Beal, M Flint; Oakes, David; Shoulson, Ira; Henchcliffe, Claire; Galpern, Wendy R; Haas, Richard; Juncos, Jorge L; Nutt, John G; Voss, Tiffini Smith; Ravina, Bernard; Shults, Clifford M; Helles, Karen; Snively, Victoria; Lew, Mark F; Griebner, Brian; Watts, Arthur; Gao, Shan; Pourcher, Emmanuelle; Bond, Louisette; Kompoliti, Katie; Agarwal, Pinky; Sia, Cherissa; Jog, Mandar; Cole, Linda; Sultana, Munira; Kurlan, Roger; Richard, Irene; Deeley, Cheryl; Waters, Cheryl H; Figueroa, Angel; Arkun, Ani; Brodsky, Matthew; Ondo, William G; Hunter, Christine B; Jimenez-Shahed, Joohi; Palao, Alicia; Miyasaki, Janis M; So, Julie; Tetrud, James; Reys, Liza; Smith, Katharine; Singer, Carlos; Blenke, Anita; Russell, David S; Cotto, Candace; Friedman, Joseph H; Lannon, Margaret; Zhang, Lin; Drasby, Edward; Kumar, Rajeev; Subramanian, Thyagarajan; Ford, Donna Stuppy; Grimes, David A; Cote, Diane; Conway, Jennifer; Siderowf, Andrew D; Evatt, Marian Leslie; Sommerfeld, Barbara; Lieberman, Abraham N; Okun, Michael S; Rodriguez, Ramon L; Merritt, Stacy; Swartz, Camille Louise; Martin, W R Wayne; King, Pamela; Stover, Natividad; Guthrie, Stephanie; Watts, Ray L; Ahmed, Anwar; Fernandez, Hubert H; Winters, Adrienna; Mari, Zoltan; Dawson, Ted M; Dunlop, Becky; Feigin, Andrew S; Shannon, Barbara; Nirenberg, Melissa Jill; Ogg, Mattson; Ellias, Samuel A; Thomas, Cathi-Ann; Frei, Karen; Bodis-Wollner, Ivan; Glazman, Sofya; Mayer, Thomas; Hauser, Robert A; Pahwa, Rajesh; Langhammer, April; Ranawaya, Ranjit; Derwent, Lorelei; Sethi, Kapil D; Farrow, Buff; Prakash, Rajan; Litvan, Irene; Robinson, Annette; Sahay, Alok; Gartner, Maureen; Hinson, Vanessa K; Markind, Samuel; Pelikan, Melisa; Perlmutter, Joel S; Hartlein, Johanna; Molho, Eric; Evans, Sharon; Adler, Charles H; Duffy, Amy; Lind, Marlene; Elmer, Lawrence; Davis, Kathy; Spears, Julia; Wilson, Stephanie; Leehey, Maureen A; Hermanowicz, Neal; Niswonger, Shari; Shill, Holly A; Obradov, Sanja; Rajput, Alex; Cowper, Marilyn; Lessig, Stephanie; Song, David; Fontaine, Deborah; Zadikoff, Cindy; Williams, Karen; Blindauer, Karen A; Bergholte, Jo; Propsom, Clara Schindler; Stacy, Mark A; Field, Joanne; Mihaila, Dragos; Chilton, Mark; Uc, Ergun Y; Sieren, Jeri; Simon, David K; Kraics, Lauren; Silver, Althea; Boyd, James T; Hamill, Robert W; Ingvoldstad, Christopher; Young, Jennifer; Thomas, Karen; Kostyk, Sandra K; Wojcieszek, Joanne; Pfeiffer, Ronald F; Panisset, Michel; Beland, Monica; Reich, Stephen G; Cines, Michelle; Zappala, Nancy; Rivest, Jean; Zweig, Richard; Lumina, L Pepper; Hilliard, Colette Lynn; Grill, Stephen; Kellermann, Marye; Tuite, Paul; Rolandelli, Susan; Kang, Un Jung; Young, Joan; Rao, Jayaraman; Cook, Maureen M; Severt, Lawrence; Boyar, Karyn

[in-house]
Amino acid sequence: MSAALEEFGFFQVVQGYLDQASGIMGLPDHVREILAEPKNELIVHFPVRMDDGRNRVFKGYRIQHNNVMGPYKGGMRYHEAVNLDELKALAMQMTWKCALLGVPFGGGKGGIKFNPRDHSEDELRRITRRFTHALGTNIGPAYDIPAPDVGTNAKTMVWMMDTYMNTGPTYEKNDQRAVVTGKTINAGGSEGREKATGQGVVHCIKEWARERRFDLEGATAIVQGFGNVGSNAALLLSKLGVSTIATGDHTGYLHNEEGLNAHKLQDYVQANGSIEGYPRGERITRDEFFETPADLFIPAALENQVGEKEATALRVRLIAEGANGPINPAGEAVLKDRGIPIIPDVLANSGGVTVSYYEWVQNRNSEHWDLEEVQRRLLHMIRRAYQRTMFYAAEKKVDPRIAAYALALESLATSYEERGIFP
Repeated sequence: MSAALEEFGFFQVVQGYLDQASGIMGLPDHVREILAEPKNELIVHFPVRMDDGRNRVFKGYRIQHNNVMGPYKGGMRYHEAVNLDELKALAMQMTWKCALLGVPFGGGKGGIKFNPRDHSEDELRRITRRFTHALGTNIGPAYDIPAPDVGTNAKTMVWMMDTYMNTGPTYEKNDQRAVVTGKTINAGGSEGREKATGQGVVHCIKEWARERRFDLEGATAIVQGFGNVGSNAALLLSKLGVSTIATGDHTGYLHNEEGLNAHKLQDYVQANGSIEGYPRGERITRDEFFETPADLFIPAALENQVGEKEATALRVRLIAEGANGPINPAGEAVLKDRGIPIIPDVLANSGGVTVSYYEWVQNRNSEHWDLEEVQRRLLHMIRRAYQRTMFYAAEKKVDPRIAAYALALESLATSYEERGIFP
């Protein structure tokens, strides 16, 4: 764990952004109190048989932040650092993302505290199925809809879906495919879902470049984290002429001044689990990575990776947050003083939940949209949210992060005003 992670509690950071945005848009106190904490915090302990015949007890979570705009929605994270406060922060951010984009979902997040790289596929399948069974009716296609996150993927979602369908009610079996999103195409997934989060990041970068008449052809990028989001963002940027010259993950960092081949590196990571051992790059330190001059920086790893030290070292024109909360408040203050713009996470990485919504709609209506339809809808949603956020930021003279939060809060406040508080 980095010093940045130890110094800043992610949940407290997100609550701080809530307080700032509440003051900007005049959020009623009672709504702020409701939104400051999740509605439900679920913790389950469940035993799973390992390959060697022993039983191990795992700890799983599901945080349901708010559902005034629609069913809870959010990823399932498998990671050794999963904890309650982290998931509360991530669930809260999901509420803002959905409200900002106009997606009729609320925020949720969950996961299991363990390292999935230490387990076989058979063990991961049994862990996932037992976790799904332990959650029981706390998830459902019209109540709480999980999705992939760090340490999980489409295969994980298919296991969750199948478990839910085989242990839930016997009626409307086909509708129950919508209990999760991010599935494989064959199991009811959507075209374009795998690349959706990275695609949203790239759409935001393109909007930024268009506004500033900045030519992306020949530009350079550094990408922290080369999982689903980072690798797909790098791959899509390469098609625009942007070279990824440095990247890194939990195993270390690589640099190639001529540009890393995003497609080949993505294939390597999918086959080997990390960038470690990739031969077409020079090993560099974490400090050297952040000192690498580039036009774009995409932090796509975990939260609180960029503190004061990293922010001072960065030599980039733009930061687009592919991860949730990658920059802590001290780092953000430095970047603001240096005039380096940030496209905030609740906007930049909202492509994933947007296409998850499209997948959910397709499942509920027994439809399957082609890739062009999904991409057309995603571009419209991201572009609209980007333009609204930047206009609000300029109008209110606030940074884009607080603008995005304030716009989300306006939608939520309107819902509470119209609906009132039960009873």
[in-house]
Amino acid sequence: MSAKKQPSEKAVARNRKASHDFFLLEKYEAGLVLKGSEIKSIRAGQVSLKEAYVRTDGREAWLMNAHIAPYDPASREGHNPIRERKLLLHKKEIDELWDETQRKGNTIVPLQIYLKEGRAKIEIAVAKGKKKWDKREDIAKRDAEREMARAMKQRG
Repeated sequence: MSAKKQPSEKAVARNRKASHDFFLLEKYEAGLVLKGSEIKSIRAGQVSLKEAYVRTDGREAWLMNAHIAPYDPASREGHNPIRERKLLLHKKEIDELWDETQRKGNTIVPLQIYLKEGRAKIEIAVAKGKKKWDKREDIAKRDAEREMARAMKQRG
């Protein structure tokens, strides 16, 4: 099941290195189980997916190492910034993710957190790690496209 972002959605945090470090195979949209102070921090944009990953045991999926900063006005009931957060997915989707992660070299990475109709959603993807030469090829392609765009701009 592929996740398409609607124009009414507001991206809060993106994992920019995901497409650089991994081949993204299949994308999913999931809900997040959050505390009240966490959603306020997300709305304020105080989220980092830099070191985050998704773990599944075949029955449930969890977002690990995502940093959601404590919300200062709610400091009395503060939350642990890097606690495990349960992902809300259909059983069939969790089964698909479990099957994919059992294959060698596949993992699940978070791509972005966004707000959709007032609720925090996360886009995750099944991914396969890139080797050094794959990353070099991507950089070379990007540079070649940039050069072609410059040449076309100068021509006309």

2014-05-01